Wednesday, February 13, 2019

What is the State of Charter Schools in Washington State?

The state of charter schools in Washington State is uneven at best.

Since the original 2012 law was passed for 40 schools in five years, we are now at 12 charter schools.  The first charter school - First Place - closed in a year due to both financial and management issues.  Now, a second charter, Soar Academy in Tacoma, a K-8 school, is closing at the end of this school year, mainly due to Special Education costs.

Soar's closure will end the only K-12 continuum of charter schools in the state.

And yet, the Seattle Times, a local charter cheerleader, hasn't bothered to cover it.  An oversight? I doubt it.

From the News Tribune on Soar's closure:

Funding special education was a large piece of the financial struggle, according to the Charter School Commission. The state’s 13.5 percent per-school funding cap created challenges for SOAR, where 20 percent of students qualify for special education services. 

The “closure at the end of this school year is a clarion call to the charter school sector that we have a lot of work to do to figure out how we fund special education in our state so that schools like SOAR have the opportunity to thrive,” Cindi Williams, who chairs the Washington State Charter School Commission, said in a news release.
Oh the irony.

Charter schools and their supporters are seldom seen on the front-lines of advocacy for public education funding in Washington State.  They seem content to allow groups like PTA and teachers unions and Washington's Paramount Duty to do the heavy lift in Olympia while charters gain new dollars from those efforts.  This was especially true with the fulfillment of the McCleary decision to fully fund our public schools.

Many charters throughout the country serve fewer numbers of Special Education students and I think the Washington State charters didn't want that ding against them so they took on more Sped students and lo and behold, it costs a lot of money.  So now in Olympia you see many charter schools and their supporters (including LEV, the Seattle Times and others) advocating for better Sped funding.  Their added pressure - with that of traditional public schools - may shake more money out of Olympia for Sped.

Read more here: https://www.thenewstribune.com/news/local/education/article225264320.html#storylink=c
Because our state took so long - thankfully so - to get to allowing charter schools, we have probably benefited greatly.  National trends show charters faltering (but it's not because national charter cheerleaders aren't trying, it's just that it's not helping).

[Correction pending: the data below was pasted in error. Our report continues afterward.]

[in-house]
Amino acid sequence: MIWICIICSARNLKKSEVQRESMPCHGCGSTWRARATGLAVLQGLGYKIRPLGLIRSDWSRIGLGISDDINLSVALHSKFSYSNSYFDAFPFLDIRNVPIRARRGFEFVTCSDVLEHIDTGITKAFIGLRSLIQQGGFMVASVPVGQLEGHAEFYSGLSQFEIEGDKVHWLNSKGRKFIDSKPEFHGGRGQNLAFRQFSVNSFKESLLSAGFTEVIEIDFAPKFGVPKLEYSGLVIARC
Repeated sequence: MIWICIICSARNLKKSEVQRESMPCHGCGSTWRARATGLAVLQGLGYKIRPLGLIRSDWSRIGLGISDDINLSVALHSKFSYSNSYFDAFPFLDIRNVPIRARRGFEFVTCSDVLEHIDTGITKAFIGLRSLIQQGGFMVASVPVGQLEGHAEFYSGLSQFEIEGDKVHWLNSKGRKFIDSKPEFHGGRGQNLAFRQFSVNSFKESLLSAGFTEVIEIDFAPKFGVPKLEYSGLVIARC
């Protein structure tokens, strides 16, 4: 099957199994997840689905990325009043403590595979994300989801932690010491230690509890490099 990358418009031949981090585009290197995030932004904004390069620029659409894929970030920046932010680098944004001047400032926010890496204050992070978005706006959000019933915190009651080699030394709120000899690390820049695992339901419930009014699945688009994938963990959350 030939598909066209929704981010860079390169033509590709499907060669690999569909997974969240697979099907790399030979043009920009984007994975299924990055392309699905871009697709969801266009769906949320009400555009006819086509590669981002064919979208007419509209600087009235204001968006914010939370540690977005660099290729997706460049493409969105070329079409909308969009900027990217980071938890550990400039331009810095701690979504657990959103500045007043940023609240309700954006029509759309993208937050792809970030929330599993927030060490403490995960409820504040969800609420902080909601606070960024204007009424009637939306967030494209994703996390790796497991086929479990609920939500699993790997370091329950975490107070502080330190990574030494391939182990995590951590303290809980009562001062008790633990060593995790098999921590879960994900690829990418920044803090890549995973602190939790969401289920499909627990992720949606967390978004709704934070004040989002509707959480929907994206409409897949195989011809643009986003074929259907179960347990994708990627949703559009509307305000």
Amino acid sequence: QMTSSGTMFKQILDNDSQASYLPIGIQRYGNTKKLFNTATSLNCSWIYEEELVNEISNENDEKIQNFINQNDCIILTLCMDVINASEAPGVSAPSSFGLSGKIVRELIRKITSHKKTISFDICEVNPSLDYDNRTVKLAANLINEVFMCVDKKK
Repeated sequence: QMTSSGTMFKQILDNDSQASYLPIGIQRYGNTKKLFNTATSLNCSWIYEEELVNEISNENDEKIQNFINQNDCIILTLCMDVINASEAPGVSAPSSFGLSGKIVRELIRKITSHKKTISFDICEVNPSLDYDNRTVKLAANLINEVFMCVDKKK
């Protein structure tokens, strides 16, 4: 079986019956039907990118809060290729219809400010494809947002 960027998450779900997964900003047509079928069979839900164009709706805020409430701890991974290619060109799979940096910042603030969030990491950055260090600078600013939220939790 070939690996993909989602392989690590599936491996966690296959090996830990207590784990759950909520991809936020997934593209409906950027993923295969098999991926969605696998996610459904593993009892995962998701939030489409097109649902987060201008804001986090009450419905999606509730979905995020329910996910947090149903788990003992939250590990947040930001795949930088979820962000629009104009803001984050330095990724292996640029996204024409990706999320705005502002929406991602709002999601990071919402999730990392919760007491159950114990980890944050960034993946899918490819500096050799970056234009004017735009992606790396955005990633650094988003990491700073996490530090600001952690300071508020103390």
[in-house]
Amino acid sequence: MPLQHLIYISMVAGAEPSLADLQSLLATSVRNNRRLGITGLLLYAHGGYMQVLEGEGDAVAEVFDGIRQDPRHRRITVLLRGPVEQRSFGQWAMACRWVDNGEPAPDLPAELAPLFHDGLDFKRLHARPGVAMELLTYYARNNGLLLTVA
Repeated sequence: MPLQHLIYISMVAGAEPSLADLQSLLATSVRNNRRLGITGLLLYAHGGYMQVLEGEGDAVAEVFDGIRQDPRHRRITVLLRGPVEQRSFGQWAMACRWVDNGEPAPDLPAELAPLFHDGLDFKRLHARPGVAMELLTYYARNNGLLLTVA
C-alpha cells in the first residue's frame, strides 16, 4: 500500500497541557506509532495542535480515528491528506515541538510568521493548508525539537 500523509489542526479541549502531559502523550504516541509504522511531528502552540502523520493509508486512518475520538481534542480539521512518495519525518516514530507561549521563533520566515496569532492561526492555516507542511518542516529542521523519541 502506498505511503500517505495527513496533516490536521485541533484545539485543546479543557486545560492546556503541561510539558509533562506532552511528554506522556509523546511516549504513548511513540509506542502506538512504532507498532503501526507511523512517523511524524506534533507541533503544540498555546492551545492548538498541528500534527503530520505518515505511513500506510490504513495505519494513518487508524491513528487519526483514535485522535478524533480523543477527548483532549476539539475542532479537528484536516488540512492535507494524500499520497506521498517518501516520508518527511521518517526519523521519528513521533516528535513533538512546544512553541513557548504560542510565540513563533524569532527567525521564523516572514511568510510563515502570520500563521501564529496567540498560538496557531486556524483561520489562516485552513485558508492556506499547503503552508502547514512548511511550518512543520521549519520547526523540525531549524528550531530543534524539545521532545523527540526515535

Current Charter Schools in Washington State

There are three charter schools in Tacoma - Soar Academy, Summit Olympus High School, and Green Dot's Destiny Middle School.  (For those who don't know, Green Dot and Summit are chain groups of charter schools in Washington and California.)

Tacoma SD, led by former SPS CAO Carla Santorno, seems to be cordial to charters but also holding them at arms length.  I recall in the early days when the first charters started up, a couple of Tacoma School Board members came to a Washington Charter School Commission meeting asking how to limit the number of charter schools in a district.  Unfortunately, there is no limit for any given district. 

Walla Walla 

Update: Willow's Executive Director just stepped down. 

end of update

There is a newly opened charter school this school year in Walla, Walla, called Willow Public School.  It currently serves grades 6-8 but is probably expanding (I can't find this information at their website so I'm going off another source.) Each student gets a Chromebook and the school uses the Summit platform of curriculum (which, yes, comes from the Summit group of charter schools and has got its own issues, the least of which is many students hate it).


Seattle has four charter schools; Summit Atlas (to be 6-12)  in West Seattle, Summit Sierra downtown (9-12), Rainier Prep (grades 5-8 and an independent charter) and Green Dot's Rainier Valley Leadership Academy (which will eventually be 6-12 in two different buildings).


There is one charter school in Tukwila from a group, Impact Schools, with Puget Sound Elementary.  Interestingly, the former head of the Alliance for Education, Sara Morris, is part of this school.


There is also one charter school  in Kent, Excel Charter School, which will eventually be 7-12.  It is run by Green Dot after it faltered as an independent charter school.

These 10 charter schools were all approved by the Washington State Charter Commission.

There will be a new charter school coming online in 2019 -  Ashe Prep Academy, an eventual K-8 school, in Skyway/Renton.


Spokane SD, the only district authorizer in the state, has Pride Prep Middle School and Innovation High (6-12) and Spokane International Academy which is K-8 at two different sites.  I note that Spokane SD seems to have done well with its forays into charterland but have not expanded beyond that.


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